"Macabre and fascinating reading… Keith's fine history is a reminder, though, that we will have other plagues, and they will not be merely city-wide, and we will find them as incomprehensible and frightening as Memphis did, and we will again be surprised at who turns hero and who turns coward.”—Rob Hardy, The Dispatch (Columbus, MS)
“Keith delivers a rewarding must-read for both history and public health buffs.”—Publishers Weekly(starred review)
"Keith does not exaggerate its historical significance but delivers an admirable account of a Southern city doing its best to deal with a frightening, incomprehensible epidemic."—Kirkus Reviews
"Journalist-historian Keith’s account of the yellow-fever epidemic that raced through Memphis, Tennessee, in 1879 ably portrays both the honors and the dishonors earned during that terrifying three-month period as the illness hit two-thirds of the Memphis population, killing more than one-fourth (more than 5,000). Using the prisms of time and firsthand accounts, she lays bare many of the systemic problems—politics, racism, greed, and lingering Civil War resentment—that failed to protect the health and safety of all Memphians. A good place to conduct business, the city proved a poor place to live. As in any crisis, there were many unsung and unexpected heroes as well as a number of ignoble cowards who abandoned civic posts, religious congregations, and even their own families to save themselves. Sadly, though it is true that many lessons were learned and ultimately Memphis became a far better place to live, recent global crises elsewhere have demonstrated that some lessons never sink in."—Donna Chavez, Booklist.com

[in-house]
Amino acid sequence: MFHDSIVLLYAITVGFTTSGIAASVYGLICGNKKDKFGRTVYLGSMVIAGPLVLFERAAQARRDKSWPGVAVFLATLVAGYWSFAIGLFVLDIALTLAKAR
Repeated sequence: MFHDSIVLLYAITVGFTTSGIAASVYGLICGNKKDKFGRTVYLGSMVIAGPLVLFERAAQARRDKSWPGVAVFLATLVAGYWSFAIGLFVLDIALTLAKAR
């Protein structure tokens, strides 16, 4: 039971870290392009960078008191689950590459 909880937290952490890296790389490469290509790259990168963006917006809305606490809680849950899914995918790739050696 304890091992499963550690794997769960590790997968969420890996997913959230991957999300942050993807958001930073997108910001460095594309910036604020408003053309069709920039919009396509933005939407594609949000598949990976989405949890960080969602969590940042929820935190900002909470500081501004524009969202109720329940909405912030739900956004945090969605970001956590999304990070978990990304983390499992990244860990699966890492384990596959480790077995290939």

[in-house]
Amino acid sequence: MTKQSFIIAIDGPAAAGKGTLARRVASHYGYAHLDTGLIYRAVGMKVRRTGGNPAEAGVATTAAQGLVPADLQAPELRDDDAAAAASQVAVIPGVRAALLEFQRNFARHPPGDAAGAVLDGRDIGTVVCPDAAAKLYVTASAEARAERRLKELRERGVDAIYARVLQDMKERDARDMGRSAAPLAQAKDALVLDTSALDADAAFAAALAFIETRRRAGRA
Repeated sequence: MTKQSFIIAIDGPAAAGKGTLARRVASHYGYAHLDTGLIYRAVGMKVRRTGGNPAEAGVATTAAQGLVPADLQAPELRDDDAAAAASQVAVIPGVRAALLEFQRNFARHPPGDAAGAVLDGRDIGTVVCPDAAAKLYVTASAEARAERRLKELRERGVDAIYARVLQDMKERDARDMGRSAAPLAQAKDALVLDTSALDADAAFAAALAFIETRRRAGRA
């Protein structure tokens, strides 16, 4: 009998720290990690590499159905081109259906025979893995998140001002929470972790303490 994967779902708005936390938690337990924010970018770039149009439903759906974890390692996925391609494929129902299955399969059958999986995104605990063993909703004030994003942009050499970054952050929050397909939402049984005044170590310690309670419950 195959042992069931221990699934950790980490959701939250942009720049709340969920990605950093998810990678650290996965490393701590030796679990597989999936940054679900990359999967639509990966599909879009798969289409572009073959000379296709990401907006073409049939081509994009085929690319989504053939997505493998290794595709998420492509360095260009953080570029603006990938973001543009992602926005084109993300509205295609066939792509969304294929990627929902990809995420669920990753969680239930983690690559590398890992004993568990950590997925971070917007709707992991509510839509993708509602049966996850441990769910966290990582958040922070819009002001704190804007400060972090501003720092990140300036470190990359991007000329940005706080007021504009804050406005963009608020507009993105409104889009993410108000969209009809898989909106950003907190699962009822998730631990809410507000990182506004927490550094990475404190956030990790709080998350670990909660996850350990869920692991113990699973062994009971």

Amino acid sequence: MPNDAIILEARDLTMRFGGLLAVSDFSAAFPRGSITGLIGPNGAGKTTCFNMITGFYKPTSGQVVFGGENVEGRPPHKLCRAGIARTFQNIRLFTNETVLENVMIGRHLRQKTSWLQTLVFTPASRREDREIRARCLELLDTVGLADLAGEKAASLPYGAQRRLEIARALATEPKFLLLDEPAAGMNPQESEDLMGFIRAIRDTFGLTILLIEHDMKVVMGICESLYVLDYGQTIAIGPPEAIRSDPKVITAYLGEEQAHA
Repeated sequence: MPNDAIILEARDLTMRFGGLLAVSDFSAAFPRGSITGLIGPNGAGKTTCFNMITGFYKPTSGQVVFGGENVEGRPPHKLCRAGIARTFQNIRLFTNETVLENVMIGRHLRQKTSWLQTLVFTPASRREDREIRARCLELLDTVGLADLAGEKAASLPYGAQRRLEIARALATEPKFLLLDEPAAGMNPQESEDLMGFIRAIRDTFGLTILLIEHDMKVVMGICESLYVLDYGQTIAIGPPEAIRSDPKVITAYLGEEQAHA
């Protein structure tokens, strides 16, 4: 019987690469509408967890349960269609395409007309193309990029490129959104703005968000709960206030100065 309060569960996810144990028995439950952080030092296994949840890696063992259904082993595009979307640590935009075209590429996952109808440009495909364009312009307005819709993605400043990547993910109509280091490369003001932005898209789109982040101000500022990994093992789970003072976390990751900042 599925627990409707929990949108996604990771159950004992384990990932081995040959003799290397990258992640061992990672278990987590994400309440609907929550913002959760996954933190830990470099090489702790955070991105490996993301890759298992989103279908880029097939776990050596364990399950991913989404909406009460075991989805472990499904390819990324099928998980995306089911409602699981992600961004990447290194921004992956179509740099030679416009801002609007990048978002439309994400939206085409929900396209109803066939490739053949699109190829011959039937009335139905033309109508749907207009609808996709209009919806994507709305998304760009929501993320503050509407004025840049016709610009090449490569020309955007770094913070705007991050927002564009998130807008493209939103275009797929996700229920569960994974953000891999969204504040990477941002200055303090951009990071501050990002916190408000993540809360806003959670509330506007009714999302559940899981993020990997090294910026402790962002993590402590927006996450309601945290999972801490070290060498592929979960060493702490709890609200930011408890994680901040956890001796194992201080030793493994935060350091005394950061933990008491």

“Jeanette Keith’s compelling account of one of nineteenth-century America’s worst disasters vividly illustrates how noble, and how ignoble, human beings can be in a crisis. This is a masterful work of narrative history—gracefully written, richly informative, and deeply thoughtful. It should be read by everyone interested in America’s past and everyone who has ever wondered what it is like to experience utter catastrophe.”—Stephen V. Ash, Professor of History, University of Tennessee, author of Firebrand of Liberty
“Bravo! Jeanette Keith is an exceptional writer who takes us on a voyage through the trauma of the 1878 yellow fever epidemic in Memphis. Her insights draw a vivid picture of how important it is to understand that individuals can make a huge difference in the everyday life of a city and its future. The late nineteenth-century was a time of dramatic change in a United States reshaped by war, economic turmoil, complexities of ethnic and racial diversity, as well as high unemployment, and globalization. There is much to learn from this story that could help with today’s similar cornucopia of challenges.”—Kriste Lindemeyer, Dean of the Rutgers-Camden Faculty of Arts and Sciences, author of The Greatest Generation Grows Up